When you mention the word ‘Geylang’, the same few words tend to appear in people’s minds — from prostitution, all the way to dim sum. However, is Geylang really only about the red light district?
This mindset is what Cai Yinzhou, the founder of Geylang Adventures, wishes to change. We joined a private night tour around the notorious yet misunderstood neighbourhood and discovered the different social dimensions and hidden perspectives of the area.
The first stop was along one of the back alleys of Geylang, which seemed nothing too out of the ordinary. The tour guide, Yinzhou, then pointed out the concentration of bamboo poles that could be seen on the second floor of these shophouses.
It probably meant that foreign workers were staying in said shophouses, and often in cramped and unsanitary conditions.
Yinzhou then explained that the high percentage of migrant workers in Geylang is what has led to the supply of stores in the area, such as this mama shop or convenience stall, selling household and lifestyle items for these workers.
Our attention was also brought to Healthserve, a non-profit organisation located at Highpoint Social Enterprise Ark. By organising events such as free health check-ups for foreign workers, the organisation supports these workers and helps them through difficult times while being away from their home country.
I mean, by this point, we were already starting to see Geylang in a very different light.
Next, Yinzhou brought us to an overhead bridge and showed us that on opposite sides of the road live two vastly different groups of people, a distinction made quite obvious through the building facades.
On closer look, one side features a newly-built condominium that looked extremely spacious and comfortable to live in…
…while the building opposite was pretty run-down and rented by foreign workers. Peeking into the windows, we could see the cramped and crowded conditions – not something you notice everyday in Singapore.
Our next stop was the notorious red light district. The only (quasi-)legal red light district in Singapore, these particular streets consist of “houses” that are numbered systematically. Typically, the pimps stand outside and wait for prospective clients to show interest, before leading them in.
An interesting sight was how House number sixty-nine and the Society For Eastern Culture were situated right next to each other. Despite being institutions from different ends of the spectrum, they co-exist and share each other’s parking space when needed.
Following the Little India Riots that happened a few years ago, police began to clamp down on Geylang as well, fearing the occurrence of a similar event. One action taken was the implementation of these infrared sensors (hidden within the bushes on the bridge) meant to sense large crowds of people at one location.
Even while we were walking along the streets, we saw a police patrol vehicle go by, which Yinzhou shared was not uncommon.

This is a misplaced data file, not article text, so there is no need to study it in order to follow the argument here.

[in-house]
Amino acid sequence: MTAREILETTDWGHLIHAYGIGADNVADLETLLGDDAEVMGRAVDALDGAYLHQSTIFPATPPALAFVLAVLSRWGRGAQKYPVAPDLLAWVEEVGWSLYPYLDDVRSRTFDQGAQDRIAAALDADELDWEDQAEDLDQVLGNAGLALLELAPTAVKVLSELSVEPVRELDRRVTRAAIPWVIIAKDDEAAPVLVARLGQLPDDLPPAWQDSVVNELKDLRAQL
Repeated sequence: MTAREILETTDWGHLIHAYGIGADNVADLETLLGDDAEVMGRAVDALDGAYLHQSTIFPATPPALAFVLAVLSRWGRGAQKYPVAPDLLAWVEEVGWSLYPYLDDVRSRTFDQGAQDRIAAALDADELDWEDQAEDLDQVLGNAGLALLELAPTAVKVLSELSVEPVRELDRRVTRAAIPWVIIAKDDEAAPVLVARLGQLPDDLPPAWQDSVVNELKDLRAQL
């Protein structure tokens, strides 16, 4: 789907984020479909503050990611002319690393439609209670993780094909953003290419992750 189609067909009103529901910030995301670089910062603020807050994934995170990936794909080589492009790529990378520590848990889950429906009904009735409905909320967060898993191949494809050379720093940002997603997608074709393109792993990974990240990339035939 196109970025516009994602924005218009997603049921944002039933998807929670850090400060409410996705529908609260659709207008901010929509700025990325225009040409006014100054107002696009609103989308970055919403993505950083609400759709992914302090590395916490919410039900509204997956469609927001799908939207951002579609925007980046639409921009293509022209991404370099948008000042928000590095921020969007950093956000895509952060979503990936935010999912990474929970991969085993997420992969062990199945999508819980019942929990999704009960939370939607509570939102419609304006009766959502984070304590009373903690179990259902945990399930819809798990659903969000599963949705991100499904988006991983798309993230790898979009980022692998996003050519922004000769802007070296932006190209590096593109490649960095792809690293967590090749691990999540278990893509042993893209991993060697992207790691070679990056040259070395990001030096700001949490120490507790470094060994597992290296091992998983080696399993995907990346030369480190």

Next, we arrived at another provision shop run by a Chinese lady, presumably in her 60s. She has been running her shop at the same location for over 20 years. Sadly, the shop will be closing down soon.
The shop sells various merchandise that may seem like an odd collection to some, but if you persevere, you may find some good deals like this “vintage” glassware with old-school brand logos. If you sign up for the tour soon enough, get Yinzhou to take you there before this slice of nostalgia shuts!
Another implication of the Little India Riots was the implementation of the Liquor Control Zone in Geylang. According to the rule, no consumption of liquor is allowed in public places from 7am on Saturday to 7am on Monday, as well as on public holidays. One can only guess why there is such a zone in Geylang, of all places.
While walking along the drains, Yinzhou pointed out empty bottles of cough syrup, or codeine. The syrup is drunk by the bottle as a way for people to get high, in a cheap and quick fashion — albeit illegally.
I guess I should have expected to see something of the sort in Geylang, but I was still pretty surprised.
We then went into the home of a Geylang resident, which houses hundreds of antiques, almost like a museum on its own. Ask the Uncle for an explanation on his beloved treasures and he’ll be happy to oblige.
Finally, we came to the end of our night tour. To round it all off, we had supper at J.B. Ah Meng along Lorong 30, a popular zi char restaurant in the area. What can go wrong with San Lou Bee Hoon and salted egg prawn goodness?
I highly recommend this night tour as organised by Geylang Adventures — forget the negative associations of Geylang and join the tour with an open mind. I can promise that you will never look at Geylang in the same way again.
Time: 7pm – 10pm
Price: S$35 (weekdays), S$40 (weekends/public holidays) per pax. Price excludes food and drink
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